Kuniyoshi’s place as one of the leading painters of his day was assured when he was included in The Museum of Modern Art’s 1929 exhibition “Nineteen Living Americans.” According to Lloyd Goodrich, curator and author of the Whitney’s 1948 Yasuo Kuniyoshi Retrospective (Goodrich was later Director of the museum), Kuniyoshi “Japanese birth bothered the critics and there was much argument as to whether or not he was American.” In fact, an immigration law excluding Japanese was passed in 1924 and, like other Orientals, Japanese were not allowed to become naturalized citizens until 1954. Not “legally” an American, Kuniyoshi nonetheless thought of himself as an American artist. He defended the critics’ criticism to Goodrich: “I have worked and lived here since a boy. My art training and education have come from American schools and American soil. I am just as much an American in my approach and thinking as the next fellow.”
Nationality, not art, was thus the issue for many critics and curators in Kuniyoshi’s time. The Metropolitan Museum of Art’s Hearn fund, established in 1906 for the purchase of contemporary art, was to “be expended for paintings by persons who are citizens of the United States of America.” Morris Gilbert writing in defense of Kuniyoshi in The World Telegram protested that the German-born George Grosz, naturalized in 1938, was one of many artists in the small but growing collection while Kuniyoshi, barred citizenship, was not. “It obviously militates against Kuniyoshi,” Gilbert wrote.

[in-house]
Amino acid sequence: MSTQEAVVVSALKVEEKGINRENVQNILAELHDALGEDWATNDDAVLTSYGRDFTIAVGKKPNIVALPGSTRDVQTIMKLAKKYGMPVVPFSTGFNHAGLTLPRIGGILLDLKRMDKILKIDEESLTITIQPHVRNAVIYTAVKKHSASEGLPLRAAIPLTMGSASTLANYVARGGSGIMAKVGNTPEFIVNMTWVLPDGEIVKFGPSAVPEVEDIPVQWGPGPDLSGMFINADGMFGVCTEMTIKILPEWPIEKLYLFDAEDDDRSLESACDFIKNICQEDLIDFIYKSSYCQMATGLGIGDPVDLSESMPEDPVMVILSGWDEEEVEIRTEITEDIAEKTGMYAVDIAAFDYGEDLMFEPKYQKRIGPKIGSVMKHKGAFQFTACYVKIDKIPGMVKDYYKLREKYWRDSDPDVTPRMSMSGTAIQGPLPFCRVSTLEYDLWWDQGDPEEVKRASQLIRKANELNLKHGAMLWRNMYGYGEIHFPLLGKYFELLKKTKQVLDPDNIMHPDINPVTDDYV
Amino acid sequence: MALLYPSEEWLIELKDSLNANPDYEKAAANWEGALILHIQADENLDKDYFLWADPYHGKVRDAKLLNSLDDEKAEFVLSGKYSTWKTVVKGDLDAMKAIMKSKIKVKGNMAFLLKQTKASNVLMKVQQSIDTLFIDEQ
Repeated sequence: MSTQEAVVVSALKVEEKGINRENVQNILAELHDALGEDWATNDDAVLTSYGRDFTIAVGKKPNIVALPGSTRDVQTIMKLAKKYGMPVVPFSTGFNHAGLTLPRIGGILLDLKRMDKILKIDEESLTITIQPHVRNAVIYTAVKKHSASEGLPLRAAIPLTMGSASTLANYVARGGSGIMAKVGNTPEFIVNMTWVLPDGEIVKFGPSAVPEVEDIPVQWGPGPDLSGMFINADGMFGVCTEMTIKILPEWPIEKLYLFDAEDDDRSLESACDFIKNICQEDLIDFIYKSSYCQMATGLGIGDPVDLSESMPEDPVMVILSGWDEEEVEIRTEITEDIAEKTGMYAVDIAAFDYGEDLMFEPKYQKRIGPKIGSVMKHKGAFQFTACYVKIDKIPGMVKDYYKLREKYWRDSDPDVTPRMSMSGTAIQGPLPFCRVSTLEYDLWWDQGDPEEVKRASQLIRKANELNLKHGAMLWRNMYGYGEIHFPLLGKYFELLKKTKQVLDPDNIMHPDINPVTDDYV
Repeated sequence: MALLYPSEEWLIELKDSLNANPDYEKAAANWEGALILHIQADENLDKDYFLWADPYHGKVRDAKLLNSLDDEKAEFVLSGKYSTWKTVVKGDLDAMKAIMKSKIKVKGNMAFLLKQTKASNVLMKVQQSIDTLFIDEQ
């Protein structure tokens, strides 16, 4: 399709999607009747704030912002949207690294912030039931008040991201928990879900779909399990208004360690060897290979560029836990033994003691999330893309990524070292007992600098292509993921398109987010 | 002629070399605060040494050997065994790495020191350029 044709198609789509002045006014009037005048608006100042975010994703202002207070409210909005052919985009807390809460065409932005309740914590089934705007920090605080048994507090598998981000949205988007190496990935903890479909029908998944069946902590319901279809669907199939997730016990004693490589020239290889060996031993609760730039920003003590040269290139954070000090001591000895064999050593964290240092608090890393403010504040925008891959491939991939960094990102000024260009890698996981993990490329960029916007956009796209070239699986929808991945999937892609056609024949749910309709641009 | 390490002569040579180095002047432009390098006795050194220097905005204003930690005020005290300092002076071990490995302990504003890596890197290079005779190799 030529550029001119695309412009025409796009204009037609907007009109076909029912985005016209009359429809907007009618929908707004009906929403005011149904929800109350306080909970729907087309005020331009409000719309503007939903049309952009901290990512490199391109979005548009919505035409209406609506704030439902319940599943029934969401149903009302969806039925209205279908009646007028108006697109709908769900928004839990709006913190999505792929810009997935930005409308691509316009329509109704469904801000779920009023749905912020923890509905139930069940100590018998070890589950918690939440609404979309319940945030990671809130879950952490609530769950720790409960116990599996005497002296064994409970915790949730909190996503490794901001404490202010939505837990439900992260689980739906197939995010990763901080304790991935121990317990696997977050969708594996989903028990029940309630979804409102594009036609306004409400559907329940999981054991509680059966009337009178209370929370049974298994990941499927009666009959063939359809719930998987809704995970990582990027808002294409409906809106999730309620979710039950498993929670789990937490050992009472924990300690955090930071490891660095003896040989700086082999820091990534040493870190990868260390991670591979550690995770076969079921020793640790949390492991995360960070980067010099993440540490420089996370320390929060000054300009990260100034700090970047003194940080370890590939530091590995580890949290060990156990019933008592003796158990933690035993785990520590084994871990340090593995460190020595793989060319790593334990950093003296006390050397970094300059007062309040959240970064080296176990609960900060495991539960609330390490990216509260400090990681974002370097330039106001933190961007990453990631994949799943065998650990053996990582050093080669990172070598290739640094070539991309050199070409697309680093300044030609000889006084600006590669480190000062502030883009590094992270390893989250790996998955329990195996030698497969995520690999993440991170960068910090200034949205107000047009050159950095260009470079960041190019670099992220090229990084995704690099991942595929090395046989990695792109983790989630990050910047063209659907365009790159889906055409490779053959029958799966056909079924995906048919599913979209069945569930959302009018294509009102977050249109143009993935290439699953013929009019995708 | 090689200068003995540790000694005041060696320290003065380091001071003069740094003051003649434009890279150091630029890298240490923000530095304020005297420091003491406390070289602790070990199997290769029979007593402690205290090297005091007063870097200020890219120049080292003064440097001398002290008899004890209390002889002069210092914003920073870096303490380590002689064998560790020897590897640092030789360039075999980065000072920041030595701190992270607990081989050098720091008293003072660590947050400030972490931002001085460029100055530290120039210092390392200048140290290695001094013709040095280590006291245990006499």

Being non-Western by birth was only part of the stigma: There was often criticism that a non-Western artist working in a Western style was necessarily “derivative.” Those who supported Kuniyoshi, on the other hand, credited his Japaneseness as an original contribution to modernism. Thus Lloyd Goodrich wrote: